Are you ready to discover a new reason to live?


Answering Christ’s call, Pilgrim Center of Hope guides people to encounter Him so as to live in hope, as pilgrims in daily life.

Angela Sealana is Media Coordinator for Pilgrim Center of Hope, having served at the apostolate for nearly 10 years. She also serves on the PCH Speaker Team.

Jesus, What Is Your Plan for Me?

Have you caught yourself asking this question?  Asked by young and old throughout generations, it continues to be a question that causes one to wonder if there is a plan the Lord has for each one of us.

I have asked the Lord for direction, and have prayed, “I would like a stone tablet in the mailbox please!”

Oh, if it would be that easy, one would not need faith and trust in the Divine Savior who knows us more than we know ourselves! It is incredible to ponder that reality; the Divine Savior knows us. So you may think, Well if he knows us, tell me what to do! 

Importance of Our Will

Recently, I read a book titled Finding True Happiness containing excerpts from the many writings of Archbishop Fulton Sheen. One chapter especially struck me because he described the will of every person as the secret to true happiness.  Sheen writes:

There is one thing in the world that is definitely and absolutely your own, and that is your will. Health, power, life and honor can all be snatched from you, but your will is irrevocably your own.

This should strike our minds and hearts! Each person has a will, a freedom to make choices.  Sheen continues:

We always make the fatal mistake of thinking that it is what we do that matters, when really what matters is what we let God do to us.  […] Since God is a better artisan than you, the more you abandon yourself to Him, the happier He can make you.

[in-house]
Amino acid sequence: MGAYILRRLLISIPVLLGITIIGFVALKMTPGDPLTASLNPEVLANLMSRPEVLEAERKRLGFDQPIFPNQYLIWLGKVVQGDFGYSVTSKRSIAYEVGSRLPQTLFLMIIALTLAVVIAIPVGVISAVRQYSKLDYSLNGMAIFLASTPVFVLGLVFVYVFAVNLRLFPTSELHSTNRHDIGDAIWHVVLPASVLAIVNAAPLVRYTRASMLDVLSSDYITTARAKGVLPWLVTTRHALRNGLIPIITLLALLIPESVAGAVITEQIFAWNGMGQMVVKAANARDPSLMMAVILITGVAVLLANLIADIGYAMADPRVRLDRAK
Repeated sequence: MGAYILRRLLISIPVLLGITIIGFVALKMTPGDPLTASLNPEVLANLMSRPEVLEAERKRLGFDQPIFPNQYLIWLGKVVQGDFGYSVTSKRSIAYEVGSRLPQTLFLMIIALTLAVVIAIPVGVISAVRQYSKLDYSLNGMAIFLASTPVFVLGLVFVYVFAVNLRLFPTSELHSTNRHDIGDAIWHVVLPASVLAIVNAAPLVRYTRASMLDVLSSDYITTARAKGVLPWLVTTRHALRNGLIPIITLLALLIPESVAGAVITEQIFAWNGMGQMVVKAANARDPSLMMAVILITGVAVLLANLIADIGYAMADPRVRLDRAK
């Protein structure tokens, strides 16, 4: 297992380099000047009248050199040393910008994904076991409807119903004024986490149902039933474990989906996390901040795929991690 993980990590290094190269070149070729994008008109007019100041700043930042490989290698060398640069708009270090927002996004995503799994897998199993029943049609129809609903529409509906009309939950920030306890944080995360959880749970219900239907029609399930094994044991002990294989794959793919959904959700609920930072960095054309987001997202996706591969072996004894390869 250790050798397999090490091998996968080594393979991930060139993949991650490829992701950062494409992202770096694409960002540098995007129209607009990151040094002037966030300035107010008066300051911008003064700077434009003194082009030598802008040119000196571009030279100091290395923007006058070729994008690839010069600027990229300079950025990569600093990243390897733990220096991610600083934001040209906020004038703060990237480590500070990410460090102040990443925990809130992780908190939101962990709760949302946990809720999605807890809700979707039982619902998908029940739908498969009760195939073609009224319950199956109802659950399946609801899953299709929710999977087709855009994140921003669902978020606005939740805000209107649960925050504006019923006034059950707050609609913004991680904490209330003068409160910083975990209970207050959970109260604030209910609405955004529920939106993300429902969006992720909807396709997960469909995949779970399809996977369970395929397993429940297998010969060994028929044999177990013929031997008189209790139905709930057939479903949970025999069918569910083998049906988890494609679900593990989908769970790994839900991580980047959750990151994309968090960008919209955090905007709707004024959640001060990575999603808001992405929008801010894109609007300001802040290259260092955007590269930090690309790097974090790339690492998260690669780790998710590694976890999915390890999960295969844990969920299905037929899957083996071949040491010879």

When we ask Jesus, What is your plan for me? we can think about our own will. Will we chose to know the Divine Savior? I believe two elements are important: prayer and trust.

Prayer

True happiness begins with a relationship with God that develops from our prayer life, which is primarily communication with God.

  • Part of that prayer is encountering God by reading the Scriptures, which contain his general plan for all humanity. The more we read the Scriptures and spend time in prayer, we begin to see that God is a Father who loves us and wants what is best for us.
  • Silence is important. Spend time in silence to hear God speak. Silence is difficult at first, but if you persevere, it will be rewarding. I never heard God’s “voice”, but I have received insights in my quiet prayer that helped me to draw closer to God. It is not possible to have a relationship with God or discover his plan without prayer.

Trust

Trusting is a form of hope. It is believing God will bestow grace when we do what we can.

Men and women through the history of Church who have become canonized saints are great witnesses of trust and hope!  This is why it is so important to read the lives of the saints. They are so inspiring! Some became saints by reading the lives of other saints. We see that they all had their difficulties to bear and yet they lived in great peace and happiness. This is because they learned to trust God with their entire life. They knew that any difficulty they experienced would unite them more closely to God and lead to greater happiness.